Offer made for LNG facility: State co-op, ANGDA explore options for natural gas

Posted: Sunday, March 21, 2010

A natural gas supply cooperative backed by the state gas development authority has offered to purchase the liquefied natural gas plant near Kenai that ConocoPhillips Alaska Inc. and Marathon Oil Co. currently own.

Alternatively, ANGDA and the cooperative, the Natural Gas Supply Co., could invest in LNG regasification facilities to help ensure future gas supply to regional utilities, the gas authority's CEO, Harold Heinze, told a state legislative committee in Juneau March 16.

The LNG export license for the Kenai plant expires March 2011 and so far no application for a renewal of the permit has been made by ConocoPhillips and Marathon.

State and local officials are concerned that if the export license is not renewed, the companies may close the plant, which now plays a vital role in helping utilities meet mid-winter gas deliverability needs, Heinze told the Senate Resources Committee.

ConocoPhillips spokeswoman Natalie Lowman said no decisions have been made on the future of the plant, and that she could not comment on the offer to buy the facility.

In the past, ConocoPhillips has said it is interested in having the plant continue to play a role in meeting regional gas needs whether there are LNG exports or not.

The offer, made in a March 2 letter to ConocoPhillips CEO James Mulva, was by the Natural Gas Supply Co., a cooperative formed by the ANGDA and three Alaska electric utilities, Golden Valley Electric Cooperative of Fairbanks, Matanuska Electric Association of Palmer and Homer Electric Association of Homer.

A similar letter was sent to Marathon, Heinze said.

Chugach Electric Association, the state's largest electric utility, is not a member of the gas supply co-op but could participate in gas supply initiatives, he said.

The gas development authority is an independent state corporation with its own bonding capability. It has the capability to finance acquisitions by the gas supply cooperative, which could also include gas reserves, an interest in gas storage facilities and capacity in pipelines, Heinze said.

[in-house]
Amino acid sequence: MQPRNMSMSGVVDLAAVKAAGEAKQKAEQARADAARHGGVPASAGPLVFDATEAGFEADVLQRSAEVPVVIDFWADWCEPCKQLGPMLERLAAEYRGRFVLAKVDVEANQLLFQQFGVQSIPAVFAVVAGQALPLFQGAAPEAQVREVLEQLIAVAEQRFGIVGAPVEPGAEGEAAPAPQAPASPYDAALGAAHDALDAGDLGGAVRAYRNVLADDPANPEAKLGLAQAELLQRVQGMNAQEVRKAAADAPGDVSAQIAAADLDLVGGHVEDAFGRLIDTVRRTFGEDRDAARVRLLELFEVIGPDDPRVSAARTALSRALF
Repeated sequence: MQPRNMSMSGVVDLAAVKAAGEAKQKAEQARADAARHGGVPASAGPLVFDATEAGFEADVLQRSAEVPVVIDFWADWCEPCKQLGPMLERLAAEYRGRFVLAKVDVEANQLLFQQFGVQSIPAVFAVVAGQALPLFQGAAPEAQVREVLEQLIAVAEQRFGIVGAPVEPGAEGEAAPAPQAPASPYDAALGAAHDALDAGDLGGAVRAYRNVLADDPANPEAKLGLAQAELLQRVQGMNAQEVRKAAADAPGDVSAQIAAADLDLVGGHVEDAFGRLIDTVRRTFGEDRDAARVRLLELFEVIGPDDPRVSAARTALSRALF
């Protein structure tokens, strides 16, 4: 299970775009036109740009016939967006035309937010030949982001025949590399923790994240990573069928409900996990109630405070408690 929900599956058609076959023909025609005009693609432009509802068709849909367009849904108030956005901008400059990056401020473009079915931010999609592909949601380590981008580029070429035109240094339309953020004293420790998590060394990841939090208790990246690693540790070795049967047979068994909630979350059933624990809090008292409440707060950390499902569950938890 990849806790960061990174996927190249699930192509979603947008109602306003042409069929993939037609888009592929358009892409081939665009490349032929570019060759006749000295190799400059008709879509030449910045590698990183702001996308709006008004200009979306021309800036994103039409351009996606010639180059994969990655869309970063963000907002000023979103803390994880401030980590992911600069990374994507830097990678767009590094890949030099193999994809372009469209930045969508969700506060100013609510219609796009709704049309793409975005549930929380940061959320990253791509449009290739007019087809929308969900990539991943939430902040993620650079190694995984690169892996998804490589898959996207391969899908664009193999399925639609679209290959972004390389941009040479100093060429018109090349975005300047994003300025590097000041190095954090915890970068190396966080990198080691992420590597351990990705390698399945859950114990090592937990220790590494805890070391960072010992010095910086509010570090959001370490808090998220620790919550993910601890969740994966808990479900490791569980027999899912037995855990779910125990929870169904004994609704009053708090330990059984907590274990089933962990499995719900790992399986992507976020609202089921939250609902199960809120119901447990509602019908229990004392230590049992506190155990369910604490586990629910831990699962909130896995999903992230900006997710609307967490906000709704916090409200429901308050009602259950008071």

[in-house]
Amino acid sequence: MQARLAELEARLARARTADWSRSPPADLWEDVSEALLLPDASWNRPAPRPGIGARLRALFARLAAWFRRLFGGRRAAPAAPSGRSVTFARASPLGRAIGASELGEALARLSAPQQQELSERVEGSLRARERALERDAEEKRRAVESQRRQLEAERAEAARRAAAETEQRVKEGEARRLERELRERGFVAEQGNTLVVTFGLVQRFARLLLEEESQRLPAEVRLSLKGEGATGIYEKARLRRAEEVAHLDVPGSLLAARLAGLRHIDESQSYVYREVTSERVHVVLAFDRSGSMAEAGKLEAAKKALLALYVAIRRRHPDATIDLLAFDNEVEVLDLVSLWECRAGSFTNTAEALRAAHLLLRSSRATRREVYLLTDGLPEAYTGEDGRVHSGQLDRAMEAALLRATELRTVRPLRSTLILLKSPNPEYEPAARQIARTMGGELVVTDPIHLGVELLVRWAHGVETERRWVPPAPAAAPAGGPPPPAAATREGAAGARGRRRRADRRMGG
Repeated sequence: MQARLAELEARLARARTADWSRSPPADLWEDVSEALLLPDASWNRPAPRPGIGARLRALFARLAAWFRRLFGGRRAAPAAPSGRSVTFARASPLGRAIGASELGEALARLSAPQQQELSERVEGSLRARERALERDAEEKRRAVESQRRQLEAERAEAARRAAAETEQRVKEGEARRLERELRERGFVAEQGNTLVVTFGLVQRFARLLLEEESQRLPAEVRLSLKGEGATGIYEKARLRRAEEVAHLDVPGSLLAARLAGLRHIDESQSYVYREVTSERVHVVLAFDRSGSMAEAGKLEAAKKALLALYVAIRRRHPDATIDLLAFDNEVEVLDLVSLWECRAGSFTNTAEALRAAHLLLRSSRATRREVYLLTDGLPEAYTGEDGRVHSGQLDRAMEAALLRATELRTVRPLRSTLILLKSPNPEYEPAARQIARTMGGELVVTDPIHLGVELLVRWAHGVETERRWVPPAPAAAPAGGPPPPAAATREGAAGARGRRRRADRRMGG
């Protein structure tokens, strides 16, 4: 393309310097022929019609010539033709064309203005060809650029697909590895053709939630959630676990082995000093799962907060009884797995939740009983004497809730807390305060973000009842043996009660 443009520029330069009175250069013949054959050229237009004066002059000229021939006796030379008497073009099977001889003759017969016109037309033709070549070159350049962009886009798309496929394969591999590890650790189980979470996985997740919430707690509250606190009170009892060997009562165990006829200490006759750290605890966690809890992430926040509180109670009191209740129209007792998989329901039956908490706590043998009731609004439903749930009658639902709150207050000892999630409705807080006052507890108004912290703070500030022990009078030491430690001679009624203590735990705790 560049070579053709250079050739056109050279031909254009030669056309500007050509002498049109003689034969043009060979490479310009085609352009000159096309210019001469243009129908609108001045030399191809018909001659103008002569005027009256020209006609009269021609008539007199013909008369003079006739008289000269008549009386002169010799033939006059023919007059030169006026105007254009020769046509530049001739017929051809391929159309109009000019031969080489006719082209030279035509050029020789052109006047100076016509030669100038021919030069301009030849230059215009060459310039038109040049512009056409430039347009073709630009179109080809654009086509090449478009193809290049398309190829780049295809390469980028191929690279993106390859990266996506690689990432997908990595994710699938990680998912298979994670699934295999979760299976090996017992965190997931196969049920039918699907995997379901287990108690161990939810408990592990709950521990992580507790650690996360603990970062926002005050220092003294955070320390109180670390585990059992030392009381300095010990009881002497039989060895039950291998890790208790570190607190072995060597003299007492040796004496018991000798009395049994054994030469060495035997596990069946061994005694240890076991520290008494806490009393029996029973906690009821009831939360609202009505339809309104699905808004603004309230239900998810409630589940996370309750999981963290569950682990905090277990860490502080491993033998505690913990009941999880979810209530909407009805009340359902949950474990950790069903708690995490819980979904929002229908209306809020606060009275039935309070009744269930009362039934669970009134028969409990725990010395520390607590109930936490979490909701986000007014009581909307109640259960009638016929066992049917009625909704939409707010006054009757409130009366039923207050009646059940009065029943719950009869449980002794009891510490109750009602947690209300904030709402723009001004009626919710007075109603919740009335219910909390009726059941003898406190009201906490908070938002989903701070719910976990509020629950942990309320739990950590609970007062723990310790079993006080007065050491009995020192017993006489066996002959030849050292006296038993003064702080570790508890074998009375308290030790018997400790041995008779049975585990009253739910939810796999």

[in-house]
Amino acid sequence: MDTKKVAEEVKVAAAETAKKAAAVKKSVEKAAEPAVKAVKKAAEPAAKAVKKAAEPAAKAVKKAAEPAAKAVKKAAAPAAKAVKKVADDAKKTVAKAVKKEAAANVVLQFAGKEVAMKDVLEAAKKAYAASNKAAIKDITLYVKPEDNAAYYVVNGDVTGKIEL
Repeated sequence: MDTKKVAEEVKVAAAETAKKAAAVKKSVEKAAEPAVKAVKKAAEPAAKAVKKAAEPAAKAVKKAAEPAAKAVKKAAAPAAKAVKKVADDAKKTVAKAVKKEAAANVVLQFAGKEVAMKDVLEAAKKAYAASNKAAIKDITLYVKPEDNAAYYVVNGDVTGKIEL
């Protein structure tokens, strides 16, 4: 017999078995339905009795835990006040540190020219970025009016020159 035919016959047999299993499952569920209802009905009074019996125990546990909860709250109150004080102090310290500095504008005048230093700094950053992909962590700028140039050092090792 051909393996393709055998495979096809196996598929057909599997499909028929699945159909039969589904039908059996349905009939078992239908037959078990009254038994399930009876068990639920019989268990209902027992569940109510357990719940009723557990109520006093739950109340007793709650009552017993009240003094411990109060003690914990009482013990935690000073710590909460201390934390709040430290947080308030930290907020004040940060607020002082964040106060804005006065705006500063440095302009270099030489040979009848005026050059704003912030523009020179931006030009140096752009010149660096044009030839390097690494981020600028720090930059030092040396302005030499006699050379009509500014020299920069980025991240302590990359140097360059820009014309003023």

Heinze told the Senate Resources Committee that the cooperative and the authority could buy the entire LNG plant or it could invest in regasification facilities, possibly in a partnership with ConocoPhillips and Marathon, which would help meet regional utility needs.

"The Kenai LNG plant has played an important role in Alaska's Cook Inlet region. The future operation of the Kenai plant could look different, but play just as important a role in helping meet regional energy needs," Heinze said in the letter to Mulva.

Heinze said the authority wants to use the plant as a peaking facility for Southcentral Alaska utilities, and to develop loading and barge facilities to move LNG in bulk to coastal communities, where it could replace diesel used now in power generation.

The gas authority would issue revenue bonds to finance acquisitions, which would be backed by gas purchases from the regional electric utilities. While the state of Alaska would not be legally obligated to pay off the bonds in the event of default, the state's "moral obligation" to back its independent corporations usually makes such financings attractive to Wall Street, Heinze said.

It's vital to keep the plant in operation, because if it closes, that would endanger gas production in existing gas fields in the region, Heinze said. Without year-round baseload demand from the LNG plant, the production from aged gas wells in the region would have to be reduced, during the low-demand summer period, he said.

Reservoir water encroachment in the idled wells would make it unlikely the wells could be restored to previous production levels during the winter, Heinze said.

ConocoPhillips, which operates the plant, supplies its share of gas to the facility from the offshore North Cook Inlet field. Marathon supplies its share of gas from several gas fields it operates including the Kenai and Ninilchik onshore gas fields on the Kenai Peninsula.

Heinze also told the committee that the gas supply cooperative and the authority are in discussions with "more than one" Cook Inlet gas owners about purchasing gas reserves.

Public ownership of gas reserves is not new in Alaska. Several years ago the municipality of Anchorage purchased Shell's one-third interest in the Beluga gas field west of the city, which is operated by ConocoPhillips. The municipality supplies gas to the city-owned Municipal Light and Power utility. Today ML&P's customers in Anchorage enjoy some of the state's lowest electricity rates.

Similarly, the North Slope Borough owns and operates gas fields near the far-north community.

The idea of keeping the LNG plant operating is also not the only plan being considered to ensure winter gas deliverability.

Enstar Natural Gas Co., the regional gas utility, is in negotiations with a TransCanada Corp. subsidiary on development of a large gas storage facility in a largely depleted gas field on the Kenai Peninsula.

Having the gas storage facility available could also help sustain summer production in the gas wells, Enstar has said.

Tim Bradner can b e reached at tim.bradner@alaskajournal.com.



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